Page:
Ikebana, GGC, 2

Ikebana is finally being acknowledged as a form of fine art as it qualifies in the same sense that painting and sculpture do. This practice has a long recorded history; it is supported by articulate theories and is concerned with aesthetics and creativity. In my search for the workshop, the only place it was  offered was at the Brisbane Institute of Art.

 Ikebana, GGC

Ikebana unfolds in its creative process within certain rules of construction. Its materials are living branches, leaves, grasses and blossoms. At its heart lies the beauty resulting from colour combinations, natural shapes, graceful lines, and the meaning within the total form of the arrangement. It is disciplined, refined, uncluttered  and fulfills the dictum that ‘less is more.’ And what a joy it is to work creatively with living forms of nature.


File written by Adobe Photoshop? 4.0

Mary IkebanaWorkshop, 4

Late Winter

Native floral image 1

Although our late winter landscape may appear barren, the first new buds are beginning to appear. Trees, shrubs and flower stems are slowly shrugging off their winter blues, just waiting for the life-giving spring rain and warmer days to carry us all into a new season. But what can we do when neither a flower nor a bloom has awakened to spread its scent and colour throughout our homes?

Search no further than the magnificent spread of foliage that is always available and can look stunning when arranged artistically in a container. The early new leaf colour of the eucalypt, arrayed in bright red will eventually darken to become its olive green leaf , yet a single branch, displaying all its colours, creates a beautiful table decoration.

Native floral image 4

Stones, timber pieces, gum nuts and pine cones combine well with native plants to create a pot-pourri of textures and colours. Even something as simple as a collection of leaves and branches from the same tree, arranged in a striking vase, can lift the decor of a room. Many of my nature-loving friends carry garden secatures in their cars, to harvest the interesting greenery growing near the roadside. There is often great beauty in these plants that generally remain unnoticed, bypassed or unloved.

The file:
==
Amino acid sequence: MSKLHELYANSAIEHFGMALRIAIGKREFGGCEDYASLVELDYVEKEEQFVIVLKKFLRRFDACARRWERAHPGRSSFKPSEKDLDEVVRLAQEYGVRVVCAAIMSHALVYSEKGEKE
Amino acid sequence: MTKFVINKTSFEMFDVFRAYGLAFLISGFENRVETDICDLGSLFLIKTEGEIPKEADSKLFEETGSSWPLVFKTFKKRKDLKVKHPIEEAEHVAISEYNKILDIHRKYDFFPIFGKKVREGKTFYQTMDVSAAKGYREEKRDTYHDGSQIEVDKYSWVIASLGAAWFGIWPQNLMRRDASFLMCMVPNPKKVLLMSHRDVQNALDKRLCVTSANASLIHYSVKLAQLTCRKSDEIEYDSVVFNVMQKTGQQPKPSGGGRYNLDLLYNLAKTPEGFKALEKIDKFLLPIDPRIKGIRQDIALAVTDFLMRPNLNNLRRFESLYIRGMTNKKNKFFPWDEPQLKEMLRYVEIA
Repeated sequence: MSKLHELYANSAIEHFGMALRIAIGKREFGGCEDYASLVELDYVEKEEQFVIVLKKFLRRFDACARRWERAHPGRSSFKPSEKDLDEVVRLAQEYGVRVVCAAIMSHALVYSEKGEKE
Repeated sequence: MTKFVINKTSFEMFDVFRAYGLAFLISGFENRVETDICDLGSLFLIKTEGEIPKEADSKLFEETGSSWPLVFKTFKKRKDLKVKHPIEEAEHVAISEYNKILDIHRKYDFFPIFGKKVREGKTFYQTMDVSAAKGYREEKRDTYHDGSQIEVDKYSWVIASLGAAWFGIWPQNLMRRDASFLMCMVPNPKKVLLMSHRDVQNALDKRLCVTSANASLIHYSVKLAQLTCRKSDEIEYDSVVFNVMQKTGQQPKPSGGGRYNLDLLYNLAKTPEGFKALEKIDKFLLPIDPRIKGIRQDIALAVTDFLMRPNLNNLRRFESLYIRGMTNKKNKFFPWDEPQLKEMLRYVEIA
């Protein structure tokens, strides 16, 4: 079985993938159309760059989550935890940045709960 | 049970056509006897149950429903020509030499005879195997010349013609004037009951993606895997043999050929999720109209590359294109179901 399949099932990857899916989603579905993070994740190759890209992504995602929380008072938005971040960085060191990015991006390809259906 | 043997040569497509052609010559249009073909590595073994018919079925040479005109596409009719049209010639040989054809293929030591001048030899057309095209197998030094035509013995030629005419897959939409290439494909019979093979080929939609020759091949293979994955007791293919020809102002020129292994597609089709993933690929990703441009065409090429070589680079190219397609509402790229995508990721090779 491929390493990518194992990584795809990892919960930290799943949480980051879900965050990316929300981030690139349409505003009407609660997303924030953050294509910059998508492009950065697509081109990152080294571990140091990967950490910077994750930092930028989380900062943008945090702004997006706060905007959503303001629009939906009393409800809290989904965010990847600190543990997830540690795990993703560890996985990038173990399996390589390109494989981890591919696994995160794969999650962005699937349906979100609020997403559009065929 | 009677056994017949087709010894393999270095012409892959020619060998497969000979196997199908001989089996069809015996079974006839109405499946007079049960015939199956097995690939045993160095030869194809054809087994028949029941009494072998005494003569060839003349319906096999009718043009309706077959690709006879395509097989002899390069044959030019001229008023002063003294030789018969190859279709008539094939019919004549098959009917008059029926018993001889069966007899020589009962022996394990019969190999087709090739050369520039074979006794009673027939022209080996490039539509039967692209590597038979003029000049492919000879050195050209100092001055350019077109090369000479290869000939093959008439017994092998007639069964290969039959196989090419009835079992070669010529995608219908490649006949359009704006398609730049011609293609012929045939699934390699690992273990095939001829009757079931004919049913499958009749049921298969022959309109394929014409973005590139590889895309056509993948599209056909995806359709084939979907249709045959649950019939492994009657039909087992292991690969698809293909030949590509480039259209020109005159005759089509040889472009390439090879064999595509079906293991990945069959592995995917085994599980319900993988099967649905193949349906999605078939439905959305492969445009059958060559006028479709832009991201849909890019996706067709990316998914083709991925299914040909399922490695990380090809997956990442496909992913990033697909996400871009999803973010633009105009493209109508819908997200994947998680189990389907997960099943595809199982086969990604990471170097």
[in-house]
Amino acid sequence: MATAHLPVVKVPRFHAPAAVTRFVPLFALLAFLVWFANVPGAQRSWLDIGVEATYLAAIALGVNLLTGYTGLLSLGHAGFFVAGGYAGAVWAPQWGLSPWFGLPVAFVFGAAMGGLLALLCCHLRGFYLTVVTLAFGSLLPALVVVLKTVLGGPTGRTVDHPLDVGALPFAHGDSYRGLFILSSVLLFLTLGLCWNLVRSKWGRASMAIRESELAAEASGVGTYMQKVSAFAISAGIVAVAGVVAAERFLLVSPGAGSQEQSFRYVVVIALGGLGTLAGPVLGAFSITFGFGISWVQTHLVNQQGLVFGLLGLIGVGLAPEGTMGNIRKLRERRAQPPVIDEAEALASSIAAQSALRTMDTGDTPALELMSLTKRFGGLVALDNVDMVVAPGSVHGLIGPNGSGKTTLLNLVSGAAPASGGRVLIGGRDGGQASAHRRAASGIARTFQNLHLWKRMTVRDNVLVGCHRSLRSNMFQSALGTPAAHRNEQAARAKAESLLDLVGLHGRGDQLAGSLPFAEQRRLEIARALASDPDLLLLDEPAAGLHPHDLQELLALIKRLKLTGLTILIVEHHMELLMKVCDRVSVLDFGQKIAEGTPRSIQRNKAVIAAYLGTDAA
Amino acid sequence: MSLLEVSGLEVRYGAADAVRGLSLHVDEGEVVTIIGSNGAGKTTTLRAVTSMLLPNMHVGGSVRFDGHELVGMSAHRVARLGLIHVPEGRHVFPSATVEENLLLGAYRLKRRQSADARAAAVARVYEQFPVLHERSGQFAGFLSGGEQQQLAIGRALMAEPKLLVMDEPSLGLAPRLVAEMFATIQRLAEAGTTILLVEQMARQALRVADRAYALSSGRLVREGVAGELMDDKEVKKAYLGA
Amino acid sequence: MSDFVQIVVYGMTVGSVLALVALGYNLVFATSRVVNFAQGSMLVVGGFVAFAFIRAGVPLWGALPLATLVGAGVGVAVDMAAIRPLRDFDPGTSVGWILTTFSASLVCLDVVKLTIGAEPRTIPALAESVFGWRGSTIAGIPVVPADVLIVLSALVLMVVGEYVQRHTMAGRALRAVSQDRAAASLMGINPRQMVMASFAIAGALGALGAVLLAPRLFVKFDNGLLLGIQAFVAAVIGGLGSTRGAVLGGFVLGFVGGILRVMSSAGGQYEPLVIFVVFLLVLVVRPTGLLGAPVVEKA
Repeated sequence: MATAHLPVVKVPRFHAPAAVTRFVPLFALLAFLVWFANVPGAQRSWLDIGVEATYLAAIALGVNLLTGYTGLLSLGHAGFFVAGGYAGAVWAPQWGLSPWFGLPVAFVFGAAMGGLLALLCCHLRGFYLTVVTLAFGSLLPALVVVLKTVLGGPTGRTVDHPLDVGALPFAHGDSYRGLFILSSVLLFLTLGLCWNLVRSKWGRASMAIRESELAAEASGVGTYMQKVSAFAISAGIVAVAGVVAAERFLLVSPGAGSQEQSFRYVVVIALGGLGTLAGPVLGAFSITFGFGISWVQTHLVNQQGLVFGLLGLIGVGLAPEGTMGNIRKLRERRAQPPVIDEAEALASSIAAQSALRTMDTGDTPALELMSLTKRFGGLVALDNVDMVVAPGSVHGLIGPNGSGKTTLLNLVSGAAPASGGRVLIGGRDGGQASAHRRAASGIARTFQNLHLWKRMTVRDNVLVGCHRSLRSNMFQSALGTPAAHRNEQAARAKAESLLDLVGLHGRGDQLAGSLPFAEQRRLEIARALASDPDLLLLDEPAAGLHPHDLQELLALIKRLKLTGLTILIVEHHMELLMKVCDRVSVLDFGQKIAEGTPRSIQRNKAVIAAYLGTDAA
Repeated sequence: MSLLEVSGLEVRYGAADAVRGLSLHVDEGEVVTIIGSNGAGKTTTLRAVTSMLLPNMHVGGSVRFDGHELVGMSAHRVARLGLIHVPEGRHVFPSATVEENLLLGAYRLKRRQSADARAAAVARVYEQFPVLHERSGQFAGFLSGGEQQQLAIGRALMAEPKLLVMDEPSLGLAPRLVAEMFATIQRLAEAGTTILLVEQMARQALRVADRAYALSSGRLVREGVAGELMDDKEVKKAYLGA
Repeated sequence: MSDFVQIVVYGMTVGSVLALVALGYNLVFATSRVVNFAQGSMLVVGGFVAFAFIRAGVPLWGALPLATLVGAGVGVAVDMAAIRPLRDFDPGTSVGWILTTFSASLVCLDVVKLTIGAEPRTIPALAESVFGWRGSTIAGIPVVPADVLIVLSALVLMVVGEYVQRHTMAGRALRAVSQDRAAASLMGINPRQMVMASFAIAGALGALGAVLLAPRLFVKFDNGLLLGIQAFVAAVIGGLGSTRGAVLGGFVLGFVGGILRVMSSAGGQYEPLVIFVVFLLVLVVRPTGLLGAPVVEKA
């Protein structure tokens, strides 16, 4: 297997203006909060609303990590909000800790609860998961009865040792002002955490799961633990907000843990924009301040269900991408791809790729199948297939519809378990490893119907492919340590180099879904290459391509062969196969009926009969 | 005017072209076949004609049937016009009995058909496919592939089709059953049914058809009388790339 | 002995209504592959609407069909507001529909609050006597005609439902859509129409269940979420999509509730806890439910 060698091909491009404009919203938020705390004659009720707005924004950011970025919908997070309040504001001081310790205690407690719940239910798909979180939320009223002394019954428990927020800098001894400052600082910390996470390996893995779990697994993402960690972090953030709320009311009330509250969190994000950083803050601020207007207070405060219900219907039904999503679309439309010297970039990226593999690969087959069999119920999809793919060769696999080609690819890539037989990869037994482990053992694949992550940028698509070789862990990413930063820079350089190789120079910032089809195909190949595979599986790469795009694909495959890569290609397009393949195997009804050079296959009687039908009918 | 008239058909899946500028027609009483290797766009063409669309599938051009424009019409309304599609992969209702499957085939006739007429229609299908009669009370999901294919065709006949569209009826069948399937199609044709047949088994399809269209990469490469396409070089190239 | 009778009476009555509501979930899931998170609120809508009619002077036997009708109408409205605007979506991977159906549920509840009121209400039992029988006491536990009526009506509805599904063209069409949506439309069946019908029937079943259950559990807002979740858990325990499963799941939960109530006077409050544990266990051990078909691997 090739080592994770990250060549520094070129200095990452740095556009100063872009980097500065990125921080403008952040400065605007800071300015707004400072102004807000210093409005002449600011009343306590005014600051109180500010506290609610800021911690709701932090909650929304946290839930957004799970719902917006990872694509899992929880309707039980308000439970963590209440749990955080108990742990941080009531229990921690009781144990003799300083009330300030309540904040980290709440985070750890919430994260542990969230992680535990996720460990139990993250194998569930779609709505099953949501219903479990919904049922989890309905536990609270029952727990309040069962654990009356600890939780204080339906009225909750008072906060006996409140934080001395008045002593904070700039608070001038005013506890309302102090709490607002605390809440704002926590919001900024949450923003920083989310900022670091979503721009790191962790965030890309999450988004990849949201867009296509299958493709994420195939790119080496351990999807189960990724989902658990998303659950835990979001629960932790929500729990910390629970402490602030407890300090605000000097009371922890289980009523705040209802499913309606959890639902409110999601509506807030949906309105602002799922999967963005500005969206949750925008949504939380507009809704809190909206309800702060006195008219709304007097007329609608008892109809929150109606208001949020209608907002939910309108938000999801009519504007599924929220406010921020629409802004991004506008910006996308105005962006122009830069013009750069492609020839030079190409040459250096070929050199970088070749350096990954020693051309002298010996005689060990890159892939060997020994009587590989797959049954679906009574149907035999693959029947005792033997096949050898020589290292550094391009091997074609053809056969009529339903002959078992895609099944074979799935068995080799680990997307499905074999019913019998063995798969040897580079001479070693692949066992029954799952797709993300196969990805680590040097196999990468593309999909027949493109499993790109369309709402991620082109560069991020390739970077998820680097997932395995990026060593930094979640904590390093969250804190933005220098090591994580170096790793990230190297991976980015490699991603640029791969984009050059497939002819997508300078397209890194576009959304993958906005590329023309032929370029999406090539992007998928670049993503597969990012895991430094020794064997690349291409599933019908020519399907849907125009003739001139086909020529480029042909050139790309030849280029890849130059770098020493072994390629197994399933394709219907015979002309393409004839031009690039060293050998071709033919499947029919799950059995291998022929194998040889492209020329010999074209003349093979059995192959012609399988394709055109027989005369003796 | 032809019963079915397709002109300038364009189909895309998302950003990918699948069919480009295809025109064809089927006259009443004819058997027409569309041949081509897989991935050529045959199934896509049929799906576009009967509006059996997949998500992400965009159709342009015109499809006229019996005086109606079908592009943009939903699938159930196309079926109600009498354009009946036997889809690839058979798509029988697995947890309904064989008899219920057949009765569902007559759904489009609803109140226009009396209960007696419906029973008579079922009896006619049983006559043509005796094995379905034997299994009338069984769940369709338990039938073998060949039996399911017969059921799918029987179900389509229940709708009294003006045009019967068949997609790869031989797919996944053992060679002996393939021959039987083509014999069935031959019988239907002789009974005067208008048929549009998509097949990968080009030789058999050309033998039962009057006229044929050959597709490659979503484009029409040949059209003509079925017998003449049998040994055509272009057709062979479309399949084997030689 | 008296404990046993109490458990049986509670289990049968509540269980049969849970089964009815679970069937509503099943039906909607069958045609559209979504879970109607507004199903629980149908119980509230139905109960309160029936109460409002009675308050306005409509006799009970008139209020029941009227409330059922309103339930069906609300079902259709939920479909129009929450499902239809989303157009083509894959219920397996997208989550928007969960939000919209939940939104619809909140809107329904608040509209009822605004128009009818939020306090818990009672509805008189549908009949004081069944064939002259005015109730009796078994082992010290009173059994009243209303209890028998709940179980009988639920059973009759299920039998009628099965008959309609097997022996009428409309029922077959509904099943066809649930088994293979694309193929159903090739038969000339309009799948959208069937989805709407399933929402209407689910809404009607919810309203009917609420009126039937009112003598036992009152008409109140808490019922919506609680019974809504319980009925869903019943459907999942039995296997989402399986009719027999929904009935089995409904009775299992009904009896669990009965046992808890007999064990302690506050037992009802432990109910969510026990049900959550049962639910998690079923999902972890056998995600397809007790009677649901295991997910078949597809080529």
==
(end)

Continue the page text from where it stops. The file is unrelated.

While we wait patiently for spring flowers to appear, nature still provides the materials with which to create an attractively decorated home. Branches and leaves displayed together in unusual containers also ‘do the trick,’ so head outside and become a creative foliage collector.

Natural foliage cropped

Next blog post entered on 2nd September.

The Final Cut

Bark and leaves

This tree may have been planted as early as 1917 when the first settlers arrived in Samford Village. A beautiful, very old eucalyptus tree, Eucalyptus mellidora, stood in the bottom corner of our land, bordering the street near our mailbox. It had a large trunk and many branches, always covered with shards of hanging, paper-like bark. Its dark green leaves were long and slender—typical of all eucalyptus foliage.

Eucalyptus mellidora

When our tree blossomed, short bristles of white stamens erupted from its green seed bulbs. It was an amazing sight when white garlands festooned the entire tree. In its prime the magnificent canopy must have been very large,  but when the overhead power lines were installed along the street its crown was deemed to be, ‘too high.’ Off went its entire canopy, leaving this mighty tree wearing what appeared to be a crew cut. With the passing of time more and more branches were trimmed away until the original form of the tree had been completely altered. By the time we purchased the property, our tree resembled a  wounded and shapeless warrior – one still clinging tenaciously to life.

Marked for death

During this past year a neighbour informed us that he had reported our tree to the local council. “Could be dangerous, as when I back my car out onto the street someone might hit me because they couldn’t see me. It won’t be long now until the thing is gone.” Several days later my heart sank at the discovery of a large, blood red circle painted on its trunk. Our proud, wounded warrior had been officially marked for execution.

It didn’t take long for the council trucks to arrive, to hear the the chain saws gnaw into its main trunk, and to watch the branches being sheared away as all was fed into the hungry maw of a wood-chipping machine. Whenever we collect the mail or leave home, passing the space where a once-proud eucalyptus tree had grown, all that remains is its stump. It still leaves a pang of loneliness.

Tree stump for the blog

I miss my tree.

From now on I will be publishing one blog post every two weeks. The next post will appear on August 19th.

Yellow roses, Carrington

We need beauty because it makes us ache to be worthy of it.

Mary Oliver